A recent discovery in Kyoto, this Pair of Guardian Lions is the earliest known monumental pair of wood Japanese lion guardians in existence. Roughly 30 inches in height, and each carved from a single block of wood (probably from the same tree), they lean into each other, full of life. Pairs of Guardian Lions such as this one were originally placed in front of a Shinto shrine or Buddhist temple to protect the sacred precincts within from harm or evil spirits. They are invariably created in pairs, and then may be positioned together, or separated, flanking an entrance, gate, or building. The right lion has its mouth wide open; the left lion bares his teeth. The lion on the right is saying “ah,” the first sound of the Sanskrit alphabet; the lion on the left is saying “un,” the last sound of the Sanskrit alphabet. In English this corresponds to the saying, “from A to Z,” and in Buddhism means “all phenomena in the universe.”

Pair of Guardian Lions, Japan, 9th century, photo © 2014 Museum Associates/LACMA

Pair of Guardian Lions, Japan, ninth century, early Heian period (794–1185), promised gift of Lynda and Stewart Resnick through the 2014 Collectors Committee, photo © 2014 Museum Associates/LACMA

The heads of these lions are exaggerated in size compared to their bodies; the manes and tails are deeply and expressively carved. The tails represent stylized flames, adding the power of fire to the inherent power of the animals themselves. Even the ribs of each animal are shown in delicate carving. Original red pigment can be seen on the tongue of the right lion, and in spots of white undercoat here and there. The continuous grain of the wood can be observed even in the legs and paws of each animal. They were probably carved from the upper and lower sections of a shinboku, a sacred tree in the Japanese religion of Shinto, in which certain trees, rocks, mountains, and waterfalls are considered kami, or deities.

The astonishing early date of these sculptures—the ninth century—has been assigned to them by Professor Ito Shiro, the leading scholar of Japanese sculpture in the world today. This extremely early dating is based on three factors: the use of Japanese Nutmeg-yew (called kaya wood in Japanese, and only used between A.D. 750 and 900 for Japanese sculptures of wood); their “one-block” construction out of a single piece of hard wood (instead of the later multi-block method); and their sculptural style with its exaggerated large heads and less-muscular forelegs. The possible provenance of these National Treasure–quality artworks is being researched as this is being written: at present, all signs point to their possibly being the “lost” Guardian Lions made in the ninth century for the gatehouse of Toji, the earliest Buddhist temple of Kyoto, completed in 796. In the late 19th century, many Japanese temples sold off their artworks due to the suppression of Buddhism under the creation of what is called “State Shinto,” which emphasized the primacy of the Emperor. It is likely that our Pair of Guardian Lions left Toji, or another very early Kyoto temple of the ninth century, at this time.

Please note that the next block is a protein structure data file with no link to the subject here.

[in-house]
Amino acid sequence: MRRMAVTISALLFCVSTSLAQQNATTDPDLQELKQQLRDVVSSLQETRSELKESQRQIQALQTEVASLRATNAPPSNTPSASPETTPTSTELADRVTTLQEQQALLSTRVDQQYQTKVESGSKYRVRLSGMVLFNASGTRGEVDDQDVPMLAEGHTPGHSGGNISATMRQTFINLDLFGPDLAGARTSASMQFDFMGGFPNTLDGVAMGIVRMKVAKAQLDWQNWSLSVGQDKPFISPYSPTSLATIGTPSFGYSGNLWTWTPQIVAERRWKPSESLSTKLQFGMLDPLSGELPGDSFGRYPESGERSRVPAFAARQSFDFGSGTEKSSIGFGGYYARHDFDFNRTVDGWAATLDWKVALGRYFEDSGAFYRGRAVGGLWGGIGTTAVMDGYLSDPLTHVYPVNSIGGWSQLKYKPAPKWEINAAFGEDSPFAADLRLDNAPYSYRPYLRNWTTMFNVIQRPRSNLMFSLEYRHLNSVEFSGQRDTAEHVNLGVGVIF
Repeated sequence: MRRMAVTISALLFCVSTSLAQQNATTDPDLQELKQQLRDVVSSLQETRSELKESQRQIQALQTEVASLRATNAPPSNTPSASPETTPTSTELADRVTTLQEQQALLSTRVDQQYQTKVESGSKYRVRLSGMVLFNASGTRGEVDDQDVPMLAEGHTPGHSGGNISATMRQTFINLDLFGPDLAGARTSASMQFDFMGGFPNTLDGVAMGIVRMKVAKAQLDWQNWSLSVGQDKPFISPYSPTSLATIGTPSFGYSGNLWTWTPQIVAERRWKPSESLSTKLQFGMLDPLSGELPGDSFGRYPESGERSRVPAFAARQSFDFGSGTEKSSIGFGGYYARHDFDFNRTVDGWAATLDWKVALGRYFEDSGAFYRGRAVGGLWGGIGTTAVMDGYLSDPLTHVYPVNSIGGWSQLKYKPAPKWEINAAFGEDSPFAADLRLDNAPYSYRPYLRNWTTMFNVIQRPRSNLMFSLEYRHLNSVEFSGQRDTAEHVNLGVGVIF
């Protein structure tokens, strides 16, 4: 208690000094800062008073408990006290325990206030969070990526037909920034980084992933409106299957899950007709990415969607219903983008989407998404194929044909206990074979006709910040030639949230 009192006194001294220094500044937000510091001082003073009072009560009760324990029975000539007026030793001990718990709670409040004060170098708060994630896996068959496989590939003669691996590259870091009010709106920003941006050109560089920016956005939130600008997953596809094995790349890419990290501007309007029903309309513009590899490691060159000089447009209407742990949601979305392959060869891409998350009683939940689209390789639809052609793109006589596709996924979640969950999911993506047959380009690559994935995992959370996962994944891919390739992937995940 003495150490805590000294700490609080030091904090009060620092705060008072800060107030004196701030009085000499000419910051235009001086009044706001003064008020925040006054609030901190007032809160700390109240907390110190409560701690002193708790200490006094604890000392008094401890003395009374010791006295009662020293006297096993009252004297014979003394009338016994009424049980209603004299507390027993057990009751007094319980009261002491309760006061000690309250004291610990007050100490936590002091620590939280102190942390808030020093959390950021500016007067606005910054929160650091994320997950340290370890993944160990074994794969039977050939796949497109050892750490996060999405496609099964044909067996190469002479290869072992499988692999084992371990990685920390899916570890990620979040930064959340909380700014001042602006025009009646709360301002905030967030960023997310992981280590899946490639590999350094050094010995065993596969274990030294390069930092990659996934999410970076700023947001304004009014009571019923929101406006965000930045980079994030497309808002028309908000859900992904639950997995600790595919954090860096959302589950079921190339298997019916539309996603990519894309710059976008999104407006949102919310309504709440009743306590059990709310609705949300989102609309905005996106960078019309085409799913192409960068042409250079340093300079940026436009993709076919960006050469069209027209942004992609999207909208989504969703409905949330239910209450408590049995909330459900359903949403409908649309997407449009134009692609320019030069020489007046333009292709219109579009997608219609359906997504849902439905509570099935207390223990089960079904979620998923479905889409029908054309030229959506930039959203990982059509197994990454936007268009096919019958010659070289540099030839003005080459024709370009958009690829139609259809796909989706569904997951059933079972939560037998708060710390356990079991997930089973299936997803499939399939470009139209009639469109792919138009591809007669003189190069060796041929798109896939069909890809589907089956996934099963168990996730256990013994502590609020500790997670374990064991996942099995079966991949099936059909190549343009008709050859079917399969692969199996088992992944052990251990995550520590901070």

The early date of these sculptures, and their incredible condition, given that they are made of wood, is hard to imagine in any culture outside of Japan. As the oldest and finest of their type in the world, including Japan, this Pair of Guardian Lions is a spectacular addition to the museum’s collection on the occasion of the 25th anniversary of the Pavilion for Japanese Art.

This Pair of Guardian Lions was acquired as a promised gift of Lynda and Stewart Resnick through the 2014 Collectors Committee.

Robert T. Singer, Curator and Department Head, Japanese Art

 


New Acquisition: Jean-Auguste-Dominique Ingres, Odalisque

April 29, 2014

Executed in 1814, Jean-Auguste-Dominique Ingres’s Grande Odalisque at the Louvre has long been recognized as a landmark not only in the oeuvre of the artist but also in the development of the reclining nude as a topic of European art, a theme that stretches from antique models to Titian and Goya and later to Manet, Matisse, and Picasso.

Commissioned as early as 1808 by Caroline Murat, Queen of Naples, the painting was sent to Naples in 1815, but remained undelivered. Following the fall of Napoleon, Joachim Murat had been executed and Caroline went into exile. Ingres’s painting was shown at the 1819 Paris Salon, where it was not well received. A critic remarked that there was “in that figure no bones, no muscles, no blood, no life, no relief, nothing in a word that indicates it is done from nature,” adding that the artist had done so on purpose with the intent of doing badly. Indeed, the nude figure was not based on reality, but had come straight from the painter’s imagination.

Jean-Auguste Dominique Ingres, Odalisque, c. 1825–35, gift of the 2014 Collectors Committee, photo © 2014 Museum Associates/LACMA

Jean-Auguste-Dominique Ingres, Odalisque, c. 1825–35, gift of the 2014 Collectors Committee, photo © 2014 Museum Associates/LACMA

The painting acquired a particular significance in the eyes of the artist, attested by the numerous variants and versions in different sizes he executed during the next twenty years. In 1820, Ingres wrote in an inventory of his works that he had executed “several small repetitions” of his large Odalisque, of which several are known.

In classical painting, small-size works are often studies toward lager compositions—not so with Ingres, who reversed the creative process. There are in fact very few if any complete “sketches” by Ingres for his large compositions, for which he made instead numerous drawings and oil studies of details.